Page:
Freddie Fox is persuasive, too, as Wilde’s beloved nemesis, blond, petulant and heartless, yet convinced of his own righteousness, while Cal MacAninch is deeply touching as Wilde’s loyal friend and former lover, Robert Ross.
Armfield’s production creates an almost mesmeric spell as Wilde drifts towards disaster. He also discovers moments of both gamy humour and eroticism (there is a good deal of male nudity) in this hauntingly sad and touching play.
Sometimes a West End transfer diminishes a play. Neil Armfield's production, from the Hampstead Theatre, has actually grown, the cavernous new space revealing an unexpected grandeur within its painful emotional intimacy.
David Hare's vision of two moments in Oscar Wilde's downfall finds its definitive star in Rupert Everett: brittle and romantic, flippant and profound, eloquent in battered last-ditch wit.
He is perfectly supported by Freddie Fox as the young Lord Alfred Douglas: 'Bosie', whose libertinism and vanity brought Wilde down. The trio is completed by Cal MacAninch as his earlier lover Robbie Ross, urging prudence: first at the Cadogan Hotel, when Wilde could have fled arrest, and again in the second act in a bleak Naples villa where, broken by prison, Wilde is told that by renouncing Bosie he could see his children again.Wilde refuses both times, only to lose Bosie anyway. The Judas story, he observes with painful lightness, is artistically wrong. Christ's betrayer should have been John, the most beloved.
The three principals delicately convey the predicament of being an 'invert' in late Victorian society. Nothing distracts from the strong emotional line, played out on wisely unemphatic sets by Dale Ferguson: not even the casual nudity of Bosie and his latest fisherman conquest Galileo (Tom Colley). In the second act they wander around the chair from which Everett's Wilde hardly stirs, but it takes more than two naked beauties to distract the eye from the eroded, immobile monolith. Everett veers from tears to mockery in a turn of the head, softening to sadness even as the next dart of scornful wit rises.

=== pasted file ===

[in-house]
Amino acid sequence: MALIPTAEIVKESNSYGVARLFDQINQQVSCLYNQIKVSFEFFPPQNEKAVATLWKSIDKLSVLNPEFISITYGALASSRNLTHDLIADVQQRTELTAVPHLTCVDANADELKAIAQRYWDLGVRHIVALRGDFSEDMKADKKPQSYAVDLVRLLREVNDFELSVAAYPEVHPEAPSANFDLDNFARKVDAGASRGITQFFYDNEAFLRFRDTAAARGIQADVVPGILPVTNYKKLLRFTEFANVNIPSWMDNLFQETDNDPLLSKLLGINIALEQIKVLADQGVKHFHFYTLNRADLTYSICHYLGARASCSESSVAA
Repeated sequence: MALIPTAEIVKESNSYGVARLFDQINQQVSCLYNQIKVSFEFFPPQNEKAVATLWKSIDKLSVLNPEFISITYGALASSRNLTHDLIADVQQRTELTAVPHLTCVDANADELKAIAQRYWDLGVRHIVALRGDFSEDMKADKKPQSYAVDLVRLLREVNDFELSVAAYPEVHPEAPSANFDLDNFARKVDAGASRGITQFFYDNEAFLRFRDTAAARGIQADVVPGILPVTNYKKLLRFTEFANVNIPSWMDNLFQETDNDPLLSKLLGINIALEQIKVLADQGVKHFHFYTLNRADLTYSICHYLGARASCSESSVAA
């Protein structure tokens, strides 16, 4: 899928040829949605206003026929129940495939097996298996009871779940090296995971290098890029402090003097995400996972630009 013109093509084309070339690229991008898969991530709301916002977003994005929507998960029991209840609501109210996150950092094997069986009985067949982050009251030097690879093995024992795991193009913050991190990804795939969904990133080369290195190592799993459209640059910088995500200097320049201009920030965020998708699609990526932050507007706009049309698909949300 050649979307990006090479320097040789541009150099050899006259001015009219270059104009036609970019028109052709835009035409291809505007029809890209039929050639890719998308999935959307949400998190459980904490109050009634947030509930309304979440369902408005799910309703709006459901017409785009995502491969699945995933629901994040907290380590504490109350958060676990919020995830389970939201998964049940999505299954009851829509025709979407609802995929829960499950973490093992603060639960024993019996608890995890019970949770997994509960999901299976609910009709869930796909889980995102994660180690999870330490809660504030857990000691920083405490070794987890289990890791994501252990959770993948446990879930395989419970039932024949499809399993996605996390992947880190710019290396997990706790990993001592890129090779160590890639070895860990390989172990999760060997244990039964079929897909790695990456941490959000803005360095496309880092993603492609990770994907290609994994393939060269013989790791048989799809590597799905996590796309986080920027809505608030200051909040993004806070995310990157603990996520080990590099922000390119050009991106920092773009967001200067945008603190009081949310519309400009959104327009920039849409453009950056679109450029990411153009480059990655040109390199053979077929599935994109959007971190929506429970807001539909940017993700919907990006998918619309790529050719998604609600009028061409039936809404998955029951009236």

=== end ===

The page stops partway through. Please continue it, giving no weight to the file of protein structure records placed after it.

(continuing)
In the first act, thinking of his abandoned wife and children, real grief rose in a sudden wave only to crash down as he noticed his lunch. 'Even the lobster reproaches me, those dead eyes'. Hare's script eschews too-familiar Oscarisms but catches his nuance and timbre, and Everett carries it to perfection.
Fox has a hard task, because Bosie is inevitably arrogant, vain, hysterical and cruel. The whole play turns on his inability to see or limit the damage that he does to the older man. But Fox gives him a streak of schoolboyish uncertainty, of petulant half-apology, which makes Bosie less a monster than a spoilt, but potentially irresistible, man-child.
Thus, as MacAninch conveys the worried decency of Ross, Wilde has to choose between love's prose and poetry. Alone as the light dwindles to a single spot, Everett achieves his tragic grandeur.
On which note, forgive the bathos, let me say that the lighting design (by Rick Fisher) is one of the many things that take this production, on the big stage, to the heights.
Tickets: £20 - £65